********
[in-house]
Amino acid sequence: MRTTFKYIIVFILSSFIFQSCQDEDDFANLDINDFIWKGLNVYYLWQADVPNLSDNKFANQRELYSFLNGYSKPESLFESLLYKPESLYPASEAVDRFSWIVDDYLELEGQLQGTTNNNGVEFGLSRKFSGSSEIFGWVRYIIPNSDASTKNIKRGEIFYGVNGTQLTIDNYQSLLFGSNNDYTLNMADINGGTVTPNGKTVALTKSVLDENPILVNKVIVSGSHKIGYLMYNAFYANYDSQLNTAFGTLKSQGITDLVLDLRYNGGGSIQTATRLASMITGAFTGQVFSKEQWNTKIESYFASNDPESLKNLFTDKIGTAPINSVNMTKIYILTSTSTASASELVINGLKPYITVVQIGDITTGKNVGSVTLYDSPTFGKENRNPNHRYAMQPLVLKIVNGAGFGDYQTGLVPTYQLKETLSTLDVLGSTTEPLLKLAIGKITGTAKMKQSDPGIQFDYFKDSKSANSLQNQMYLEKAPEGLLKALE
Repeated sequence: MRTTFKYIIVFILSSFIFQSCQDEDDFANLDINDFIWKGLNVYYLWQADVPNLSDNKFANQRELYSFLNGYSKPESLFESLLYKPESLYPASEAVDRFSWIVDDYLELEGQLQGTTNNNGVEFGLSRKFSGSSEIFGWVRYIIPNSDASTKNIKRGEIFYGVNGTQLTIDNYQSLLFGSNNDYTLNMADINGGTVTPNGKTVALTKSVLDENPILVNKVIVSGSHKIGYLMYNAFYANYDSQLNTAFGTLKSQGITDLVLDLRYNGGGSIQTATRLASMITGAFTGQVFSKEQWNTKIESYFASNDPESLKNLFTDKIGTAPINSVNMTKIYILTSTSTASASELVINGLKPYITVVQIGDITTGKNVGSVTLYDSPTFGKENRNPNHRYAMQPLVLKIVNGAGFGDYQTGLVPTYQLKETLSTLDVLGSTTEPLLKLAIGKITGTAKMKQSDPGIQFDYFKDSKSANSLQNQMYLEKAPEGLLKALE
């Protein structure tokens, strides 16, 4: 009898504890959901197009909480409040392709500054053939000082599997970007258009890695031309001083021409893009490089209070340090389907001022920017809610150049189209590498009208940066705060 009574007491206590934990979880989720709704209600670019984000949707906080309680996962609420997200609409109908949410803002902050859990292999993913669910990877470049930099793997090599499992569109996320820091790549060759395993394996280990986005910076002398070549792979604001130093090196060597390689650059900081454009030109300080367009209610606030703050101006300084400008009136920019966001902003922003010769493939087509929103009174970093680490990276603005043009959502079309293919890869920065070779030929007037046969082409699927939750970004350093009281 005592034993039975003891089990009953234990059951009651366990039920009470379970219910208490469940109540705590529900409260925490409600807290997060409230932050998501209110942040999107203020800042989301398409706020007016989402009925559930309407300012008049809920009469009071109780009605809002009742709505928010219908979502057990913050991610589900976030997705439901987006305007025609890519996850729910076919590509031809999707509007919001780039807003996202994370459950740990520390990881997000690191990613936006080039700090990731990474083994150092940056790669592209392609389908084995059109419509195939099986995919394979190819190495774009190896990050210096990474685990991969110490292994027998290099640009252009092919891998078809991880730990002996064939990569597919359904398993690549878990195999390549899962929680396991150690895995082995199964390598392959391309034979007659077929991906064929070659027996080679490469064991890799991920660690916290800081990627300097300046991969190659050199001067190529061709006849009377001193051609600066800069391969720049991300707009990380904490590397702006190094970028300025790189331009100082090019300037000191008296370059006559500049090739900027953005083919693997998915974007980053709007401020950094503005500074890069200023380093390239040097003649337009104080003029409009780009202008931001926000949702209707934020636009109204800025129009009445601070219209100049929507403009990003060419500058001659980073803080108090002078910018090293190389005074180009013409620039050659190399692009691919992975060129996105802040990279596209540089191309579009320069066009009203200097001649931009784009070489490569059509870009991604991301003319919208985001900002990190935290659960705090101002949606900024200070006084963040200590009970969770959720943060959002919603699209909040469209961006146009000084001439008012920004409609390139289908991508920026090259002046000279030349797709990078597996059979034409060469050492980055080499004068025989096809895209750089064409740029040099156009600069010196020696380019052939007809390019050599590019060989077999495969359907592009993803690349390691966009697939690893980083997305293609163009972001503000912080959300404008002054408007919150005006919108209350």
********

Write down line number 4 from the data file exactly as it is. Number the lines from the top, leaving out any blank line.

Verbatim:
């Protein structure tokens, strides 16, 4: 009898504890959901197009909480409040392709500054053939000082599997970007258009890695031309001083021409893009490089209070340090389907001022920017809610150049189209590498009208940066705060 009574007491206590934990979880989720709704209600670019984000949707906080309680996962609420997200609409109908949410803002902050859990292999993913669910990877470049930099793997090599499992569109996320820091790549060759395993394996280990986005910076002398070549792979604001130093090196060597390689650059900081454009030109300080367009209610606030703050101006300084400008009136920019966001902003922003010769493939087509929103009174970093680490990276603005043009959502079309293919890869920065070779030929007037046969082409699927939750970004350093009281 005592034993039975003891089990009953234990059951009651366990039920009470379970219910208490469940109540705590529900409260925490409600807290997060409230932050998501209110942040999107203020800042989301398409706020007016989402009925559930309407300012008049809920009469009071109780009605809002009742709505928010219908979502057990913050991610589900976030997705439901987006305007025609890519996850729910076919590509031809999707509007919001780039807003996202994370459950740990520390990881997000690191990613936006080039700090990731990474083994150092940056790669592209392609389908084995059109419509195939099986995919394979190819190495774009190896990050210096990474685990991969110490292994027998290099640009252009092919891998078809991880730990002996064939990569597919359904398993690549878990195999390549899962929680396991150690895995082995199964390598392959391309034979007659077929991906064929070659027996080679490469064991890799991920660690916290800081990627300097300046991969190659050199001067190529061709006849009377001193051609600066800069391969720049991300707009990380904490590397702006190094970028300025790189331009100082090019300037000191008296370059006559500049090739900027953005083919693997998915974007980053709007401020950094503005500074890069200023380093390239040097003649337009104080003029409009780009202008931001926000949702209707934020636009109204800025129009009445601070219209100049929507403009990003060419500058001659980073803080108090002078910018090293190389005074180009013409620039050659190399692009691919992975060129996105802040990279596209540089191309579009320069066009009203200097001649931009784009070489490569059509870009991604991301003319919208985001900002990190935290659960705090101002949606900024200070006084963040200590009970969770959720943060959002919603699209909040469209961006146009000084001439008012920004409609390139289908991508920026090259002046000279030349797709990078597996059979034409060469050492980055080499004068025989096809895209750089064409740029040099156009600069010196020696380019052939007809390019050599590019060989077999495969359907592009993803690349390691966009697939690893980083997305293609163009972001503000912080959300404008002054408007919150005006919108209350």